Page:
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Facilitating Tax Fraud? Sotheby’s Faces a New York False Claims Act Action

Dec. 23, 2020, 9:01 AM

Sometimes it takes a village to commit tax fraud, and the New York Attorney General is showing that the whole village can be on the hook.

Most tax enforcement is aimed at the person who owed the taxes. But the New York Attorney General is using the powerful anti-fraud law, the New York False Claims Act to cast a broader net to impose liability on professionals and businesses that facilitate the tax frauds of their clients and customers.

On Nov. 6, 2020, the New York Attorney General filed a complaint against auction house giant Sotheby’s, Inc. alleging that it improperly helped a wealthy art collector commit sales tax fraud. (N.Y. County Supreme Court, Index No. 452192/2020). The complaint alleges that the collector had falsely claimed that he bought art from Sotheby’s for “resale,” and not for personal use, so he could avoid any sales taxes. He settled with the New York Attorney General in 2018. But the story did not end there; the Attorney General has now gone after Sotheby’s for treble damages and penalties for helping the collector commit the tax fraud.

The expansion of tax enforcement to facilitators of tax fraud is particularly good news for whistleblowers who have useful information about the frauds. Under the False Claims Act, they are eligible for rewards of up to 30% of the government’s recovery for reporting tax and other frauds against the New York State or local governments.

New York’s Suit Against Sotheby’s as a Tax Fraud Facilitator

The allegations against Sotheby’s illustrate the perils of facilitating tax fraud. The state alleges that Sotheby’s enabled the art collector to evade $2.4 million in sales taxes on $27 million worth of art sales. Sotheby’s benefit was not in taxes saved, but rather in pleasing a customer in a fiercely competitive industry, and doing so not at its own cost, but at the government’s.

The state alleges that Sotheby’s knew the collector purchased the art for his personal use even while it treated the sales as non-taxable purchases by a dealer for resale. Among other things, its employees helped the collector hang some of the art in the collector’s Manhattan apartment as part of his personal collection.

Sotheby’s has publicly denied liability, but has not yet formally responded to the complaint.

The False Claims Act Contemplates Liability for Facilitators

The New York False Claims Act is the state’s primary tool for combatting frauds against the government. It applies to facilitators just as it applies to the central beneficiaries of fraud, and it imposes liability on companies and people for helping the fraud or deliberately looking the other way, even if they did not reap the fraud’s benefits. In the words of the Act, liability extends to anyone who “knowingly makes or uses, or causes to make or use, false records or statements that are material to an obligation to pay money to the government” and to co-conspirators. (N.Y. State Fin. Law Section 189(1)(c) & (g)).

Tax Frauds Commonly Have Facilitators

Tax schemes are rarely accomplished without help. They commonly involve facilitators such as an accountant who creates the proverbial “second set of books,” or professionals who give opinions based on false facts, or other advisors who help advance a fraud. Whether a facilitator can be held liable under the False Claims Act, however, is a question of whether it had knowledge of the falsity. Under the Act, knowledge can be established by proof of actual knowledge, reckless disregard of the truth, or deliberate indifference to the truth. (See N.Y. State Fin. Law Section 188(3).) Sotheby’s is accused of both deliberately helping the client evade sales taxes and recklessly disregarding the fact that the collector was purchasing the art for his own use.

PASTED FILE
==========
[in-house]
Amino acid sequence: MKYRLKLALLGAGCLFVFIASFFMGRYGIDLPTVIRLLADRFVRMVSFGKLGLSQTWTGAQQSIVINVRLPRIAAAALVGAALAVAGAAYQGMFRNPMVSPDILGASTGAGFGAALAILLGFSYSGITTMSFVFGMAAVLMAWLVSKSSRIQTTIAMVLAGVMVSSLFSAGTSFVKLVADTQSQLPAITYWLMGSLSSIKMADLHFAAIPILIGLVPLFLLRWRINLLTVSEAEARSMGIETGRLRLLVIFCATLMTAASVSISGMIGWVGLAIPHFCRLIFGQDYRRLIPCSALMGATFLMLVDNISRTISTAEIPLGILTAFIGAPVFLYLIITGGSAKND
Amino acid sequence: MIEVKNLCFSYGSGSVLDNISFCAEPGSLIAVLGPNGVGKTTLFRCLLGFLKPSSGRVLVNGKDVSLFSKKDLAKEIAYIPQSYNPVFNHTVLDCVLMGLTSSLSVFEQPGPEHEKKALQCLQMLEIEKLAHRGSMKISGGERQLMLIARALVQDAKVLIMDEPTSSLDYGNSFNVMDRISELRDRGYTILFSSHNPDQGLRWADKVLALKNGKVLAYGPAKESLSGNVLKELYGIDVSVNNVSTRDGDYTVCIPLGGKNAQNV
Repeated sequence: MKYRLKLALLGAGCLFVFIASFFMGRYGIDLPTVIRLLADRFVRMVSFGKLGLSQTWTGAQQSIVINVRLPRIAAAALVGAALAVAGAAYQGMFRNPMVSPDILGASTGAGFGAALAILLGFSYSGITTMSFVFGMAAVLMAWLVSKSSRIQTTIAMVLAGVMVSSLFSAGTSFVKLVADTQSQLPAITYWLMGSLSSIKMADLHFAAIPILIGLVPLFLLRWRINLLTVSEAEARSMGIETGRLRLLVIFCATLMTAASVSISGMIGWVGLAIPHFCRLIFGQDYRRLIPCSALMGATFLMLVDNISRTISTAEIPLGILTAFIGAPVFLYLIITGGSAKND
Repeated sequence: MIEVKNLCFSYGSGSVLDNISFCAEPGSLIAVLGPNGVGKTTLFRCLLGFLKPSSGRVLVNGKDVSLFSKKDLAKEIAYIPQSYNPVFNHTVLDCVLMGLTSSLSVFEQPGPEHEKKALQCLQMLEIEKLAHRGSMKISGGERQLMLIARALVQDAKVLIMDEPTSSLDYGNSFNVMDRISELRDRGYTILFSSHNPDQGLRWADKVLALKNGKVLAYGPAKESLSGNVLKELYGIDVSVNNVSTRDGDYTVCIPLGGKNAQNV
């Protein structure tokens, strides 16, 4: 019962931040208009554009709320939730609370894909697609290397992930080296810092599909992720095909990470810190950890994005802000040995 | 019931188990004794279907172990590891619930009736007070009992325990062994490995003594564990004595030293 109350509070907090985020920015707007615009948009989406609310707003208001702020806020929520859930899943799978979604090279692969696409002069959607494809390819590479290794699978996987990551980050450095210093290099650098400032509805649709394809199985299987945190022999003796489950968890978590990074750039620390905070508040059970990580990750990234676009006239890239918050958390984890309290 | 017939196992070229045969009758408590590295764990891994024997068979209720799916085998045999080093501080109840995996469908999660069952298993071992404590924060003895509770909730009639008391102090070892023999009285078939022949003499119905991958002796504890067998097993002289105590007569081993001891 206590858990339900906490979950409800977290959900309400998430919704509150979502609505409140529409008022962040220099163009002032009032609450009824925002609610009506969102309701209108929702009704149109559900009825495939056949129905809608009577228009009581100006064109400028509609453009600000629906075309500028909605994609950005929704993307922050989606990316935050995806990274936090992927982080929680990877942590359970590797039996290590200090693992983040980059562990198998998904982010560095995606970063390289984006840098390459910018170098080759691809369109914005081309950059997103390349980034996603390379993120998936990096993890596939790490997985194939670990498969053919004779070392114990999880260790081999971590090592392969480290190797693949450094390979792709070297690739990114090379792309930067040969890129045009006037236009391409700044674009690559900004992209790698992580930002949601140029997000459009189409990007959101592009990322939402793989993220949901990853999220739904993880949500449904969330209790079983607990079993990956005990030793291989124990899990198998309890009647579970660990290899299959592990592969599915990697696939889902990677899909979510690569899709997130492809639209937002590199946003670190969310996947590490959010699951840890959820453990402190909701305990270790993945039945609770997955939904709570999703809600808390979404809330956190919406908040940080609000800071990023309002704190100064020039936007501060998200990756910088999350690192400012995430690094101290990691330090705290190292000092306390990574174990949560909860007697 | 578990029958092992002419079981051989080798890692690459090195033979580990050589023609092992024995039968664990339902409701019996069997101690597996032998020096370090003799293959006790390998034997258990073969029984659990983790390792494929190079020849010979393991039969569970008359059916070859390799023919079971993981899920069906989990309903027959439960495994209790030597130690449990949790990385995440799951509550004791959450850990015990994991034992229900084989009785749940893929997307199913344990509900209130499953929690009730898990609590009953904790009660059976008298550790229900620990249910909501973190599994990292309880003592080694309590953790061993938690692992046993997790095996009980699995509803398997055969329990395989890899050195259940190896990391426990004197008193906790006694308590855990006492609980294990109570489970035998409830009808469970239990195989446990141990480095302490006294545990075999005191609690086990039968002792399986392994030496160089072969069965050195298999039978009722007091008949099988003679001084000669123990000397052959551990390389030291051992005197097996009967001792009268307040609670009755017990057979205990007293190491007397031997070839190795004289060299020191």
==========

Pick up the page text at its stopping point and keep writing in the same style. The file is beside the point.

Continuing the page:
Whistleblowers Can Play a Key Role in Establishing Facilitators’ Liability

By incentivizing whistleblowers with the same type of monetary incentive that motivates tax violators, the False Claims Act encourages the disclosure of tax fraud schemes, including of the role of any facilitators. Whistleblowers with the appropriate information can help direct government investigators to all potentially liable parties and, ideally, will have evidence of the facilitator’s role and knowledge or will be able to lead investigators to such evidence.

Uncovering Facilitators Who Have Turned Illegal Tax Schemes into Cottage Industries

The pursuit of facilitators can help the government reap particularly broad rewards by revealing schemes or strategies that have been promoted to numerous clients. A facilitator may have turned its approach into a “cottage industry” and caused several clients or counterparties to have also falsified their tax returns and other documents. The most telling example exists at the federal level, where a whistleblower notified the IRS Whistleblower Office of schemes by Swiss banks to promote secret off-shore accounts to evade US taxes. The federal government’s pursuit of the banks led to the disclosure of large numbers of clients who took part in the scheme and to billions of dollars in recoveries. It also led to the largest ever tax whistleblower award.

The message suggested by the new Sotheby’s case is that facilitators and potential whistleblowers should be vigilant, and that all persons involved in the knowing commission of New York tax frauds should expect to be discovered and pursued.

This column does not necessarily reflect the opinion of The Bureau of National Affairs, Inc. or its owners.

Author Information

Randall Fox is a partner at Kirby McInerney LLP, which represents whistleblowers in state and federal False Claims Act cases and before the Whistleblower Offices of the IRS, SEC, and CFTC. Mr. Fox was formerly the founding Bureau Chief of the New York Attorney General’s Taxpayer Protection Bureau.